By Gerald Ford

In this Midweek, a columnist shares an amusing catalogue of last meals, ordered by prisoners facing execution.

It got me asking not only what would I eat, but how would I end up in that mess?

I could only blame the kind of future world I see in my worst nightmares, where non-conformity is a capital offence…

It is the year 2028 and New Zealand is in trouble.

The global Ministry of Environmental and Security Services (MESS) took over from the last indigenous Prime Minister (a cryogenically preserved Roger Douglas) three years ago, and life is not much fun.

The national anthem and the haka have been banned as fostering “nationalism”, now as dirty a word as racism used to be.

Without their inspiration, the All Blacks haven’t won in two seasons.

Now we sing the international anthem, “It’s a small world after all”, with lines in six languages.

Not that Disney has fared that well. The 18th remake of Captain Planet bombed at the VR plex.

(This is a giant maze of cubicles with headsets and gloves. The genetically modified popcorn is as big as walnuts so it can be held in gloved hands, but to us old-timers it’s not the same.)

Sheep and beef farming has been discontinued and the nearest thing you can get to a burger is a lentil, mussel and synthetic monstrosity known colloquially as a McMummy.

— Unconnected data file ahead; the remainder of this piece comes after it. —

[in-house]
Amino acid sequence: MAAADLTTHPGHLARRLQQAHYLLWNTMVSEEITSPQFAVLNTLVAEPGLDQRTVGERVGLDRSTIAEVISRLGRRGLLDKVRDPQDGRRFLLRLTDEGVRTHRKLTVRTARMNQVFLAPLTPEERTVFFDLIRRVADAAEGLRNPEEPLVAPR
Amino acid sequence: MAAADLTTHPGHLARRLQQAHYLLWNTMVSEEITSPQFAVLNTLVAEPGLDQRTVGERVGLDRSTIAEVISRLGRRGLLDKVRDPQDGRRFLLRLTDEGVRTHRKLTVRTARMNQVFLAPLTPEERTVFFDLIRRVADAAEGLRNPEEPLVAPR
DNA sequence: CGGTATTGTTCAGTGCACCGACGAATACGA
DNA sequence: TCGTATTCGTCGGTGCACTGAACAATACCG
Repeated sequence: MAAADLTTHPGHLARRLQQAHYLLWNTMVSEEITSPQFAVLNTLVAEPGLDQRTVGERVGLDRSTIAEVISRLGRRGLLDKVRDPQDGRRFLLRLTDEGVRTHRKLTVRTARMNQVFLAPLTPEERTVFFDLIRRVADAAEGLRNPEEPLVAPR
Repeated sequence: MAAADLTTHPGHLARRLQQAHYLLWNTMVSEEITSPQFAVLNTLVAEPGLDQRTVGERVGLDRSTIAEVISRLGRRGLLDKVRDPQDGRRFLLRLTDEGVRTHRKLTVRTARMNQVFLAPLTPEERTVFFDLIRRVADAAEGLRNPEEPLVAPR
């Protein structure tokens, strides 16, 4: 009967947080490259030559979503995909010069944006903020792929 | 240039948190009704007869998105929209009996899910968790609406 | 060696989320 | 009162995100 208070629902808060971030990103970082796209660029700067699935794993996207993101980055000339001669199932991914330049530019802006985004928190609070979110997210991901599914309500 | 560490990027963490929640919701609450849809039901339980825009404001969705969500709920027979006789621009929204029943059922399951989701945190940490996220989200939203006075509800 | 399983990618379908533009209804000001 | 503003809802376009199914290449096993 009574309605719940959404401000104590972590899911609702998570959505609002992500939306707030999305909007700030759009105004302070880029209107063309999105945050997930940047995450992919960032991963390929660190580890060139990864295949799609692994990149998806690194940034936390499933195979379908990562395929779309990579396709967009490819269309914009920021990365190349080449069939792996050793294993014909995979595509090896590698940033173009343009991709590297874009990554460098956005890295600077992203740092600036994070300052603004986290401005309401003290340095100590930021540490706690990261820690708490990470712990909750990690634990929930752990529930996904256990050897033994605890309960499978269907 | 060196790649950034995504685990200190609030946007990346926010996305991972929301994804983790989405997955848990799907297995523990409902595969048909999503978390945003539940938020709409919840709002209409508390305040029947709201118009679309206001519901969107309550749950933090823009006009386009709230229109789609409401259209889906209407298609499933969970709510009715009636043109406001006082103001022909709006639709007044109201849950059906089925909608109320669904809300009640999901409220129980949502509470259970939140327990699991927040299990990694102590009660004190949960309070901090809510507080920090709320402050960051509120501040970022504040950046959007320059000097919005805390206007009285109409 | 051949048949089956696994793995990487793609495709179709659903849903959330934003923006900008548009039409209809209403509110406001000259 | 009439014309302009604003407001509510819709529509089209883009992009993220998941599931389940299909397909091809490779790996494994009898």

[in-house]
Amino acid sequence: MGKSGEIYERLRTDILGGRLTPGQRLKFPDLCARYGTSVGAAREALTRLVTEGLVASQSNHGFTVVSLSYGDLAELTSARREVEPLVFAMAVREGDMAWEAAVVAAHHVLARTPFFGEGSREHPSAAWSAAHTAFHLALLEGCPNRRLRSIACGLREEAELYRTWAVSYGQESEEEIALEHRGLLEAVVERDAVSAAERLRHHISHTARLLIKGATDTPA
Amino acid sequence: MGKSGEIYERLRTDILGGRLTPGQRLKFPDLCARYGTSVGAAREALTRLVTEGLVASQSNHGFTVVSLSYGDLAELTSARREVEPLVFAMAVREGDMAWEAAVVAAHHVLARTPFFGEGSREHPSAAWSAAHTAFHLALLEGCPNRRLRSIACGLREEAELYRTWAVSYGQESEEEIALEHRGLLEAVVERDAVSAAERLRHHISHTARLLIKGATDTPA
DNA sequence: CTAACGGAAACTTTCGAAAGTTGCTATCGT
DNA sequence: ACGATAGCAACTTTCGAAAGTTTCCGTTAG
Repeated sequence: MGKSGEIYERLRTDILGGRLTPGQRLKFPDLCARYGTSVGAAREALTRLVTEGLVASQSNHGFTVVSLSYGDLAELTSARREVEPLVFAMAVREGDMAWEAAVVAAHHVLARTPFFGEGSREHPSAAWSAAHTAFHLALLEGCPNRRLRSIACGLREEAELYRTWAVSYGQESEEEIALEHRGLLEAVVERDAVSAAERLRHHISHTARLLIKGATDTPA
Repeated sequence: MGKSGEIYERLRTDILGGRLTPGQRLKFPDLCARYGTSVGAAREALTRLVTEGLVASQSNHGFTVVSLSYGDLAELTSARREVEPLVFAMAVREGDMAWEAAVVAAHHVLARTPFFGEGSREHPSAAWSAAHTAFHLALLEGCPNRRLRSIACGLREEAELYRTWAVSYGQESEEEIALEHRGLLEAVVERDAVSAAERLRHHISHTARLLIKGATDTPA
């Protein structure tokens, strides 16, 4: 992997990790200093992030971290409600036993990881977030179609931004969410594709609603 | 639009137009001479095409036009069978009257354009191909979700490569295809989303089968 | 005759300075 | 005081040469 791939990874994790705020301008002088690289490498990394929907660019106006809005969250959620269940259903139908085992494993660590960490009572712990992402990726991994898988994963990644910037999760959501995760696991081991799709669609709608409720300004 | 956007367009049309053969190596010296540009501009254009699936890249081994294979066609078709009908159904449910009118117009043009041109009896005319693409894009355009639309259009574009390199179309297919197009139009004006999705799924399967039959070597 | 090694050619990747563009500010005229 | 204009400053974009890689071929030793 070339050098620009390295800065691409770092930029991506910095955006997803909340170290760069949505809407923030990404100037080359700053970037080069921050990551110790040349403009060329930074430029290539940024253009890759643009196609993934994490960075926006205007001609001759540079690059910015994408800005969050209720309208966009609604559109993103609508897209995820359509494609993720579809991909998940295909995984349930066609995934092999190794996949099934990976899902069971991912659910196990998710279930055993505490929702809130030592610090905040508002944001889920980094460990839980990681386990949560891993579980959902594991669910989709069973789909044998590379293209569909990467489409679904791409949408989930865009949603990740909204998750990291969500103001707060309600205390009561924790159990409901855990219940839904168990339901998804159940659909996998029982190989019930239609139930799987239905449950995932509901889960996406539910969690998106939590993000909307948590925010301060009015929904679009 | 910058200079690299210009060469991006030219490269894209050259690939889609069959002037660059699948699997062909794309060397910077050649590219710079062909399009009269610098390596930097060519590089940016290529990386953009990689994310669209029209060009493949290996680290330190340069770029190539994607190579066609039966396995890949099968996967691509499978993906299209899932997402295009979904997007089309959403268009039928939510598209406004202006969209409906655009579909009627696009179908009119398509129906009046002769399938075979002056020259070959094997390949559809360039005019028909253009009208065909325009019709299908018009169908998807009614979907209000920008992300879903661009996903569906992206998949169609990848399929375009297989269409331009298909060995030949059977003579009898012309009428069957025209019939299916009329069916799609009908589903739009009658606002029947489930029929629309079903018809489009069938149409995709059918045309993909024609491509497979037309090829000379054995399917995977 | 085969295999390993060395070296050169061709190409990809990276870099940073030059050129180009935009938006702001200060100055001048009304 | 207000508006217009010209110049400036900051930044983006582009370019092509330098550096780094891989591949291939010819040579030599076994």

Economics is simpler since the Globo – our new unit of currency – was instituted, and tax dodging is trickier, too. The compulsory smart chip implants have turned us all into walking wallets.

There is a black-market currency of old New Zealand $1 coins, Pokemon cards, .22 bullets and cigarettes.

Just don’t let MESS catch you with the cigarettes. Their re-education courses are brutal and the official vape alternative, Little Nico, is even more addictive than tobacco.

Religion has gotten weird.

Divisive sacred texts have been banned, as have symbols except for the peace sign, and MESS-approved clerics preach awareness from circular temples, as the congregation meditates or secretly watches sports games through headsets disguised as spectacles.

All our clothes are smart clothes now. Basically everything we wear and use is now cleverer than us and connected to the Internet.

With AI or its trendier new name CC (connected consciousness), the Internet is all around us, on us, and increasingly with all the tech implants, in us.

TV still exists, despite all predictions, being essential to combat boredom since most of our jobs are now done by machines.

MESS itself is in fact the only employer, and they screen all their applicants with the “peace and unity test”. This weeds out anyone who doesn’t believe in the inevitable goodness of human progress.

I failed the test. My fish and chips are waiting.